Definitely one designed more for the more adept player, this final co-operative attraction is basically a shooter – up to four players wielding Wii Remotes and Nunchucks run around an arena, taking out all manner of space enemies from the ground, while the single GamePad player can soar through the skies raining down death from above. Thanks to the Wii Remote players' grapling hook, they can attach themselves to the base of the ship to be whisked away to safety – or just to work as a mobile turret. There's also a couple of competitive modes thrown in for good measure; one in which all the Wii Remote players work together to shoot down the GamePad player, and another in which the battle takes place solely on the ground with everyone duking it out with Wii Remotes and Nunchucks,

Piloting the ship with the GamePad can be problematic at times, especially as we struggle with dual analogue sticks at the best of times, let alone when motion-controlled aiming is added to the mix. It's also worth bearing in mind that for those newer to games, or even those used to playing these sorts of games on other consoles, the combination of Wii Remote to aim and Nunchuck to move can take a bit of getting used to (as our helpful test child proved). Once you've got everything straight in your head though, it's a pretty decent game to pass the time with.

Competitive Attractions

Mario Chase
Number of Players: 1 to 5

The runaway (almost literally) star of the show, Mario Chase is an addictive game for up to five players and is essentially a Mushroom Kingdom-themed hybrid of tag and hide and seek. While the four Wii Remote players get turned into the scourge of the Mushroom Kingdom (aka the little mushroom men, Toads), the player with the GamePad plays as everyone's favourite portly plumber, and must evade the other players for two and a half minutes. While the Toads have the advantage in terms of sheer numbers (and can work together to corner the other player), the lone Mario not only gets a ten second head start, but also has an overview of the entire course (and the location of the other players) on their GamePad screen, helping them avoid Toad-al annihilation. There's three different courses to chase each other round too, to help mix things up a bit – the slides on the third level have turned out to be a particular favourite here at Everybody Plays Towers.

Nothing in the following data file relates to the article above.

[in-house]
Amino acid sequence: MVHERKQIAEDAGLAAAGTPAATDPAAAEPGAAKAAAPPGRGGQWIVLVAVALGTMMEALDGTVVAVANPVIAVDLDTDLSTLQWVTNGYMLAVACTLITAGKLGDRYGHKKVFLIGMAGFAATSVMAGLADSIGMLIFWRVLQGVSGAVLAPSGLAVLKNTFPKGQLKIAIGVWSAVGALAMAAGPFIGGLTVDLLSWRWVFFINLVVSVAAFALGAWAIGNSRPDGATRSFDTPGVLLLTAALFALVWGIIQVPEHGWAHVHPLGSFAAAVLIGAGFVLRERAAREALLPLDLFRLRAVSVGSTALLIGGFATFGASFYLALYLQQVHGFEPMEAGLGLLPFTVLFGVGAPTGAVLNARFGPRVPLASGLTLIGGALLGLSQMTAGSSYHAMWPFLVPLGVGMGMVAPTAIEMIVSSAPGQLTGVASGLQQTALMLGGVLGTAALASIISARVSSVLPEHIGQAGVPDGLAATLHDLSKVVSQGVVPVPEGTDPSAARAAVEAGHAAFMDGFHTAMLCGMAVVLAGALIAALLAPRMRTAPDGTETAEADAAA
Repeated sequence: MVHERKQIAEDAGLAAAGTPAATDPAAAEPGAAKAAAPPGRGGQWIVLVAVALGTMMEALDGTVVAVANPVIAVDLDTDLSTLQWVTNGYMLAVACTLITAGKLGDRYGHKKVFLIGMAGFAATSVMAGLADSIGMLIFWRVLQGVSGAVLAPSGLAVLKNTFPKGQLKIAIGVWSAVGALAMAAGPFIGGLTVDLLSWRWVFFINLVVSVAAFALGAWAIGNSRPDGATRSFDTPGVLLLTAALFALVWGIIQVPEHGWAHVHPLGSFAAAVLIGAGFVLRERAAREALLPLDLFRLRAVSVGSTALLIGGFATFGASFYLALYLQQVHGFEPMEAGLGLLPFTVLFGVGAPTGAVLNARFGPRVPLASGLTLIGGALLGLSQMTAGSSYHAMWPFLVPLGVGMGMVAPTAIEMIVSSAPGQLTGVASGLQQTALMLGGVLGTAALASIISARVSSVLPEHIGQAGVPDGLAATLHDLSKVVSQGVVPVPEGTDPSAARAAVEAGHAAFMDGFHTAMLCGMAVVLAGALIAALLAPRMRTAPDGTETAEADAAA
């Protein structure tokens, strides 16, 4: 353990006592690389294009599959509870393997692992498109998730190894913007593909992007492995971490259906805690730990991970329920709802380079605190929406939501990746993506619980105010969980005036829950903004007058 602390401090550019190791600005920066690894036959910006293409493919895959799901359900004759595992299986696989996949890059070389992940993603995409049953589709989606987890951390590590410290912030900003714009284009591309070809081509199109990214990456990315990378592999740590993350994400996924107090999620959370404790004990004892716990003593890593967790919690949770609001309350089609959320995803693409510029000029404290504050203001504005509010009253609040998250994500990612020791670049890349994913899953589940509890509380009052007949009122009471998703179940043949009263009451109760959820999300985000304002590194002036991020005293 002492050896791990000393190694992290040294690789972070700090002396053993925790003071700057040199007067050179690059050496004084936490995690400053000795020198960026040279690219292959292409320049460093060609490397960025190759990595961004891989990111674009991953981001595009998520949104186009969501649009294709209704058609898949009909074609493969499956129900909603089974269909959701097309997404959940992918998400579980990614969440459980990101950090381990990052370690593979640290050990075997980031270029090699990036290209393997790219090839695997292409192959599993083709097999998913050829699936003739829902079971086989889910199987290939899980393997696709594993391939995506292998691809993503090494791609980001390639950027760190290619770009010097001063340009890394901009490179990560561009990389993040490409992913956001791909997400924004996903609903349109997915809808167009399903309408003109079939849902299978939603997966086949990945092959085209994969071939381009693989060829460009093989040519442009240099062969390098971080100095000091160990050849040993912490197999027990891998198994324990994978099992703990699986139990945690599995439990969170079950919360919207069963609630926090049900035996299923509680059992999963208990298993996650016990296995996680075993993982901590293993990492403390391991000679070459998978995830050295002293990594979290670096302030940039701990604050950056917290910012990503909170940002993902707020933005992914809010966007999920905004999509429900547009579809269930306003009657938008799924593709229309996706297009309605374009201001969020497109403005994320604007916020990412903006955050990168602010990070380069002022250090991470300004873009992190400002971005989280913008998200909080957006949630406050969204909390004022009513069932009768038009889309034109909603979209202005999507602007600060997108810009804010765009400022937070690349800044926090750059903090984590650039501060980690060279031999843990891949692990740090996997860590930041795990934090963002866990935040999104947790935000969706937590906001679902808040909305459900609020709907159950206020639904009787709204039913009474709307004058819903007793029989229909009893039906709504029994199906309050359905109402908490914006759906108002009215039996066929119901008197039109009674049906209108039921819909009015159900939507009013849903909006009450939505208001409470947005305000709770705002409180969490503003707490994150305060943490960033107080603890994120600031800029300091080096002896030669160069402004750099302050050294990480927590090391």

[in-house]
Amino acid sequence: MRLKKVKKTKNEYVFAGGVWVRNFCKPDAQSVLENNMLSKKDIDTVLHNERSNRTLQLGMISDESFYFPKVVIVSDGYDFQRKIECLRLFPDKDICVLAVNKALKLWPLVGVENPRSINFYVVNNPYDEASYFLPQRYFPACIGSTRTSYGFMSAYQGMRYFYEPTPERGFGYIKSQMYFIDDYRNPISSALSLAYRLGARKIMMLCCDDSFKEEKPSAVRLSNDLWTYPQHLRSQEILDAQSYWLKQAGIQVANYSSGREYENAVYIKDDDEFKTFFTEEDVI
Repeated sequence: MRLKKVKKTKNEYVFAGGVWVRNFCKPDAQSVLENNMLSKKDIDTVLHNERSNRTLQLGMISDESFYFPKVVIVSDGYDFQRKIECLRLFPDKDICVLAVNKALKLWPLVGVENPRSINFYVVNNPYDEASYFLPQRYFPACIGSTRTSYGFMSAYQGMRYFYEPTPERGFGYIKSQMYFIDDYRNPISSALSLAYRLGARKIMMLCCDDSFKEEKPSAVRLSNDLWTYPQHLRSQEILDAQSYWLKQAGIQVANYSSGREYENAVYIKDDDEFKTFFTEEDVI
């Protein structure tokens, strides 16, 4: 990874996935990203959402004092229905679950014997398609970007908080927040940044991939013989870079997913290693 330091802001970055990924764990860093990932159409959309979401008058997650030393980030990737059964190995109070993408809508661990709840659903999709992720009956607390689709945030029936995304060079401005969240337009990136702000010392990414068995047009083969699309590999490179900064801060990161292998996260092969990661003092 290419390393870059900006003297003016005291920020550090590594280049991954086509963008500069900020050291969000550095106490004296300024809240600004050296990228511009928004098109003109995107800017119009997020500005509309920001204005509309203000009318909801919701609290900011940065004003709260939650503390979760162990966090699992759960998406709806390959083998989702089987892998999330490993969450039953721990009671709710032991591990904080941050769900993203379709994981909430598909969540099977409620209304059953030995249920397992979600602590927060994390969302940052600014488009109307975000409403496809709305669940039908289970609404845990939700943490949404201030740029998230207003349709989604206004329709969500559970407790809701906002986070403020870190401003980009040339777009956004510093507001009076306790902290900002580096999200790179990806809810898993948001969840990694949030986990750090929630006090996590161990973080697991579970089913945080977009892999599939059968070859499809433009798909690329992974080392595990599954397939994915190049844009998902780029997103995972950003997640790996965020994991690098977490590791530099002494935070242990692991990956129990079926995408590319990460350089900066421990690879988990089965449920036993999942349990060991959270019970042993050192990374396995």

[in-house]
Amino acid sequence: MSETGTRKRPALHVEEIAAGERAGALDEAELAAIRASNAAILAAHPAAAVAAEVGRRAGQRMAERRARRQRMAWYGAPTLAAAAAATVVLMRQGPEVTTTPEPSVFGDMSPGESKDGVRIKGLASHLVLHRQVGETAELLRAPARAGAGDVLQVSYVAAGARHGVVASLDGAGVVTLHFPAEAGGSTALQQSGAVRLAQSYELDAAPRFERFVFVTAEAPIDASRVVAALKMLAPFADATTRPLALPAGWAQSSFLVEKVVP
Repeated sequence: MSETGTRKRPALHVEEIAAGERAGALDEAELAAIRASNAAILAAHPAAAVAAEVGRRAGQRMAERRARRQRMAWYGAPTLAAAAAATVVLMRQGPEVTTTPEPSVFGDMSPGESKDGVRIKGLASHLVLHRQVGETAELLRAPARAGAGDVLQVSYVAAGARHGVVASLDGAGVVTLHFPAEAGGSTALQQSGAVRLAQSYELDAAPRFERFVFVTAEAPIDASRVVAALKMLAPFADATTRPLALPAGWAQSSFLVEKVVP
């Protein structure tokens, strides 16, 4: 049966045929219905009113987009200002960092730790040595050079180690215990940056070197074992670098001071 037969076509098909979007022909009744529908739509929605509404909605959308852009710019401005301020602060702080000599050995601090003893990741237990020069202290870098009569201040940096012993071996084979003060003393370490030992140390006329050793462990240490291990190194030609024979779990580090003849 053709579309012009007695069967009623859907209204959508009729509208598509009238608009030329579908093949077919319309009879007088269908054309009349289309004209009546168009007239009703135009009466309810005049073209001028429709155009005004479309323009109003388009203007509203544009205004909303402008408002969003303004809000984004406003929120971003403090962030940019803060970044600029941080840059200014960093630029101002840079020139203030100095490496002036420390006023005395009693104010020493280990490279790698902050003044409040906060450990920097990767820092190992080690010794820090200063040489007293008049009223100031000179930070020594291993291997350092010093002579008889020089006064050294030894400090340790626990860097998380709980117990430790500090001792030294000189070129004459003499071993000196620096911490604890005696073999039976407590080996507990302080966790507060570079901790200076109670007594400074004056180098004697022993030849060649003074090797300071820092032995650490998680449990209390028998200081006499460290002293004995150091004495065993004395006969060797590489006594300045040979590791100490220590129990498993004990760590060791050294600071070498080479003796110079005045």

Luigi's Ghost Mansion
Number of Players: 1 to 5

In a dark, dark town there was a dark, dark house, and in the dark, dark house down a dark, dark hall, some characters lived. There was a red Mii, a green Mii and a ghostly Mii – booooooo! Playing as a group of ghost hunters in a spooky mansion, the Wii Remote players need to try their best to find the ghostly GamePad player, shining their special torches on them enough times to defeat them without getting caught themselves. But there's a catch – being a ghost, the other player is mostly invisible, and the only warning players get of it's proximity is a tell-tale rumbling of their Remotes, so players will need to work together and watch eachothers' backs if they want to win. As for the GamePad player, they need to creep up behind the other players undetected to knock each one out in turn – if they manage to make them all faint, then the ghost has won.

Animal Crossing: Sweet Day
Number of Players: 1 to 5

If there's one thing Nintendo's brightly coloured anthropomorphic animals like, it's sweets. So much so it seems they've had to enlist the help of the town guards to protect their stock of sugary snacks– which quite literally seem to grow on trees. Up to four Wii Remote players control a selection of candy-coloured mammals who need to run around each course gobbling up as many gobstoppers as they can, storing them inside their comically enlarged noggins. For each sweet they pick up, their head swells and they start to move slower and slower – making them easier to catch by the GamePad player's pair of guards, each one controlled with a different analogue stick. Depending on the number of people playing, there's different rules that come into play – a GamePad player and single Wii Remote will default to the 'stash' rules, where you need to deposit your sweeties in silver bowls scattered around the course; add in any more Wii Remotes, and you'll find yourself playing by the 'carry' rules, whereby you need to pick up and hold on to a set number of sweets between you to win. While not quite as addictive as Mario Chase, it's still a thoroughly enjoyable game – and hilariously disorientating for a non-ambidextrous player on the GamePad, although we would have liked an extra third course to compete on.